Welcome to Reality: CD I finally had the chance to see this band a couple of months ago. I was excited to see Tony Militia's latest music endeavor. People from the early 80s East L.A. scene might remember Resistant Milita (Jimmy?). Seeing a person from that far back that you know is always welcome. They put on a great performance. On recording, they are equally as exciting. Dis-crust meets metal. Self described as hardcore meets tribal grind, they pack a powerful punch with a message. On this recording, there is the addition of Jesse Pintado (Terrorizer/Napalm Death) as a second guitarist that was not present when I saw the band live. There was no loss though as main guitarist Katina held her own. Masterful and technical is the drummer Ben, who I believe played in the band Axiom in the past. Put all the parts together with bassist Ralph and they are one powerful unit. They also pay homage to Discharge by covering Hear Nothing, See Nothing, Say Nothing. Metal fans and crust fans should find this appealing. I heard in the works is a new album by Tony Militia and Jesse Pintado resurrecting Terrorizer. I am excited to hear the results of that project. If you never heard Terrorizer's World Downfall LP, you are not a true grind fan. –Donofthedead (Seventh Generation)




At first this could have been just another anarcho-crust/grind-band, with metal influences by acts such as Dimmu Borgir, or something alike. But after a few tracks into the record, L.A. based Resistant Culture shows us what they're made of. With melodic leads, indigenous instrumental harmonics weaved into the music, sampled sounds, spoken words and native Indian singing; all this combined with the dark pulsating punk/grind. The main doomy-vocals vary from deep growling to aggressive scream-ish singing. Always staying on the edge, the lyrics really sets off the music and are all very thought through. RS treats some serious topics on this record, and as stated about the record on their website: "This record reflects the state of humanity, the anxieties of a world where industrial civilization has penetrated, infected and devastated every sphere of life"; they really have some important things to say. The thing that impressed me the most was all the details in the background of the music, the more you listen to it, the more interesting it gets. I'd definitely recommend all of you out there to look this band up!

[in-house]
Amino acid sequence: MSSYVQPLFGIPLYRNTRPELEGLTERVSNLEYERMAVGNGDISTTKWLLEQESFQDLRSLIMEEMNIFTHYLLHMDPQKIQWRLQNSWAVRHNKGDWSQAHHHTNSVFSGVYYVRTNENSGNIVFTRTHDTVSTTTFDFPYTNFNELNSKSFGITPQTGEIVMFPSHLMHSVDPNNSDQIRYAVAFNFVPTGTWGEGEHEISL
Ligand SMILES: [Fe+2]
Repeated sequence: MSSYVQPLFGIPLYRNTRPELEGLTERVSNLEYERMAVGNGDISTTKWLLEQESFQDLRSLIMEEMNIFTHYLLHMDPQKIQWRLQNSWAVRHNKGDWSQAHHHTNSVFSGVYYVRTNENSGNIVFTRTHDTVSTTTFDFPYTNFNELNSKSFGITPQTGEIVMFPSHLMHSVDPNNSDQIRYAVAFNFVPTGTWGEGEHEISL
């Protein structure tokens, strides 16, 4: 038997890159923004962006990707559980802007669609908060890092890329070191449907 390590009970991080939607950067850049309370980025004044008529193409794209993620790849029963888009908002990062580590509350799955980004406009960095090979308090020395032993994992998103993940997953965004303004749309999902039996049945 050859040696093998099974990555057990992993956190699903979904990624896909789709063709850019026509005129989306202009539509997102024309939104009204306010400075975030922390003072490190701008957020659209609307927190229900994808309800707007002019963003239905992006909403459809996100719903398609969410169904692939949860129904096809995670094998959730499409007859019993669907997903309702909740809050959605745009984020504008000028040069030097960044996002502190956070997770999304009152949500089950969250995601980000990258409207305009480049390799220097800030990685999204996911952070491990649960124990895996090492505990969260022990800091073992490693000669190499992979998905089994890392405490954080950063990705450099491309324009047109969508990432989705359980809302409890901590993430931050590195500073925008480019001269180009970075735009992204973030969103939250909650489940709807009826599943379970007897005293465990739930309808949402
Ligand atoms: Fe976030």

RESISTANT CULTURE - WELCOME TO REALITY (SPIRAL RECORDS) website These L.A. based anarcho-crust standard bearers are masters of the darker metal punk pioneered by Amebix, Antisect and Discharge. Their grindcore assault, augmented by occasional nods to their native American roots helps the five piece produce a pulverizing sonic blast of sound that turns "Welcome To Reality" into a thing of awesome, menacing beauty. The downbeat melodies, doomy vocals and machine like drive propels things along with song titles like "Ecocide", "The Struggle Continues", "Forced Conformity" and "Civilized Aggression" telling their own story. Their fusion of anti-statist themes and the monumental searing power of the music make for superb bedfellows. When they also pull off with ease, a distinctive and memorable reworking of Discharge's "Hear Nothing, See Nothing, Say Nothing" it becomes strikingly clear that this talented crew are purveyors of possibly the most consistently effective grinding anarcho-crust punk you're likely to hear today. 5 out of 5 Review by Sean McGhee